"That summer had been hard. I was very overwhelmed: My father had moved away the year prior, my Neurofibromatosis was now causing bumps to appear everywhere on my body. I wanted contact lenses, because my left eye was frequently turning inward from the lack of acuity  that it had, and my eye-doctor had told my parents that contacts would help with this problem as well as help to correct my low vision. Additionally, I would be attending a new school in the fall —the junior high school — where I would be going from room to room for various classes as opposed to having everything taught in one room, and I  was nervous I would not have time between classes to arrive on time. I even thought of my possibly missing the elementary school kids despite the fact that they didn't pick me to be on their Murder Ball team because of my low depth perception causing me to be an "easy-out." At least they had seen my physical problems and the teasing me about them had subsided; now I'd have to start all over again by being with different kids."

"Most of all, I was overwhelmed because I could not comfort my mother, who cried constantly over my father's leaving us. I knew I could share these thoughts with my Great-Aunt Grace, who often 'baby-sat' when my mother needed someone to take care of me. I was looking forward to seeing Grace on my birthday, but that was not to be. My dear great-aunt died unexpectedly in her sleep. She had been discovered dead, by her land-lady, after having turned blue in her bed. I still received the birthday card that  she had put in the mail prior to her fatal day. It arrived (featured below out of its frame) the day after I got the news that she had died, and it was to let me know she'd be thinking of me on 'my day'  as she called it, sentiments she expressed on the back of the card where she also wrote,'Will see you before long,' seen in the text-image posted below"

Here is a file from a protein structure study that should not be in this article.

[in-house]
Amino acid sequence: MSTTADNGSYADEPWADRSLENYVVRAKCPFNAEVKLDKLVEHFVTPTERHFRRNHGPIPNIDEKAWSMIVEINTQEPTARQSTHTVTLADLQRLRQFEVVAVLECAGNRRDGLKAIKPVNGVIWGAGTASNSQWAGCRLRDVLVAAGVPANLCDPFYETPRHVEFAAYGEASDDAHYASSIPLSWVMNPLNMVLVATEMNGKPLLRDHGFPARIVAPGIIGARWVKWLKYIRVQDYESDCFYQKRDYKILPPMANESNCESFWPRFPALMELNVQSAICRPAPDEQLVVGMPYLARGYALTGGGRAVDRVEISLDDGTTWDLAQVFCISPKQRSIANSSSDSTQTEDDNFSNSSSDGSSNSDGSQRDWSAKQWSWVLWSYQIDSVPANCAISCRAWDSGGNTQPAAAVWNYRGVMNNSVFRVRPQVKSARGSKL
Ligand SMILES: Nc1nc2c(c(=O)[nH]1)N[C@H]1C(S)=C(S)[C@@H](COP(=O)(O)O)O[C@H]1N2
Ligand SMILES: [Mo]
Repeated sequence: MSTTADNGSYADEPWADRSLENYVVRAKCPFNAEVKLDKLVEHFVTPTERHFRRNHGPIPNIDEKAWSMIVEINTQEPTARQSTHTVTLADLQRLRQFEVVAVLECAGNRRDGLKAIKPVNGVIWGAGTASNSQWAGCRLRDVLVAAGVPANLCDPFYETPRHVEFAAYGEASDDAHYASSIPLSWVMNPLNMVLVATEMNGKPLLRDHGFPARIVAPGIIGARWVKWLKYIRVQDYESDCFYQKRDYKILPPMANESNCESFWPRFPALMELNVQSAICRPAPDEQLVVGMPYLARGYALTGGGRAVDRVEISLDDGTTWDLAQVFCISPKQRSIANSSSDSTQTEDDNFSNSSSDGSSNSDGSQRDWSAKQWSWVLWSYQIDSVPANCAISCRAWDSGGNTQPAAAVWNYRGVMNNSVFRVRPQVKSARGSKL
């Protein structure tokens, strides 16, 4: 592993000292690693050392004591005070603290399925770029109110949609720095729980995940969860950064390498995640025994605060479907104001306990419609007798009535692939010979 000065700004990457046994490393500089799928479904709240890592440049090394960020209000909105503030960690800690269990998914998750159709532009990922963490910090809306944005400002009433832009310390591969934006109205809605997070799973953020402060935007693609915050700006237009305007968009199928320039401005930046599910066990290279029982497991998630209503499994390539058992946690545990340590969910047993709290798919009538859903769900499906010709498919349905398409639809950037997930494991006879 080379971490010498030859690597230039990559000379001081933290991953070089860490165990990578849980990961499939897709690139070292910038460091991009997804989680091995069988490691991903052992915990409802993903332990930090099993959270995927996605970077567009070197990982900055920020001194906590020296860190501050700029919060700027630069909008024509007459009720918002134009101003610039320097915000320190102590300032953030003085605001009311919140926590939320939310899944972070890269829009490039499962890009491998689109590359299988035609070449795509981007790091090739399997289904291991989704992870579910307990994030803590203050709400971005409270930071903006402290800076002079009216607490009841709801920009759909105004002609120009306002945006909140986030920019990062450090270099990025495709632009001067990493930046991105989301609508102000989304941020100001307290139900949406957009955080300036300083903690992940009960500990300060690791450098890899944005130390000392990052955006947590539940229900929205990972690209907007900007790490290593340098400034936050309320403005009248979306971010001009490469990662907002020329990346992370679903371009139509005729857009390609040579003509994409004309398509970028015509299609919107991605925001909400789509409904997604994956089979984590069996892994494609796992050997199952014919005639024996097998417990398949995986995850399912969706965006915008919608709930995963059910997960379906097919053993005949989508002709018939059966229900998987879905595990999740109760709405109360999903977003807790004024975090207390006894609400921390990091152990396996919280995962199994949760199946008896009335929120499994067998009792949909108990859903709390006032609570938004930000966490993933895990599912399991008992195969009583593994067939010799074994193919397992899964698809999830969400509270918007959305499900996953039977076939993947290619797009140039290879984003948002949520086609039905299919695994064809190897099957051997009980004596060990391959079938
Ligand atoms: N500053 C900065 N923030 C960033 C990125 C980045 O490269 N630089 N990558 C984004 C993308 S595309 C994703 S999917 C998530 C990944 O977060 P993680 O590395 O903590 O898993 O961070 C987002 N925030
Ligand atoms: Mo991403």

"Now at my launching of my winter-card-line soiree, we agree, "These kind of treasures aren't the same as an 'E' card that's been archived in your e-mail account-folder, with the threat of  a link breaking if you want to view it again."

Almost a year has passed since that soirée, but on this birthday of Grace Fitchie, there is still cause for paying a tribute to her influence.


I no longer actively produce event program covers, invitations and the types of greeting cards described here or on my website but arrangements might be able to be made under certain circumstances. My focus is on the Words In Our Beak book series, pictured below...


...whose stories are told from the point of view of Cam, a female cardinal, whose photo is on the cover of each book. Words In Our Beak’s goal is to open readers to a simple understanding of the winged world and their environment. Set in my rooftop garden in NYC Words In Our Beak is directed to children and adults who are curious about birds, and want to learn about them from a unique perspective. The books include hundreds of images of flora and fauna, links to movies, as well as to informative narratives that have been created by the author.

Please click here to go to my blog post that provides details as to where you can get these books.

Additionally, I have rendered some images from these books into other formats and they are available via Fine Art America (FAA). Some of my other photographs (Black & White CollectionKaleidoscopic Images and the famous Mandarin duck who visited NYC) can also be found on my FAA pages.

"Never say never," the saying goes, and I suppose that applies to saying, "I no longer....," which I did in my 2018 addendum and now I'm here to announce at the advice of Chris Deatherage, my book series formatter, who is also my web-master (for I now have some versions of the greeting cards that are referenced in this blog post available via FAA, please click here to view them.


It has just been brought to my attention that Grace Fitchie was born on January 5th, 1898, NOT January 3rd! Details can be found on my FB Page @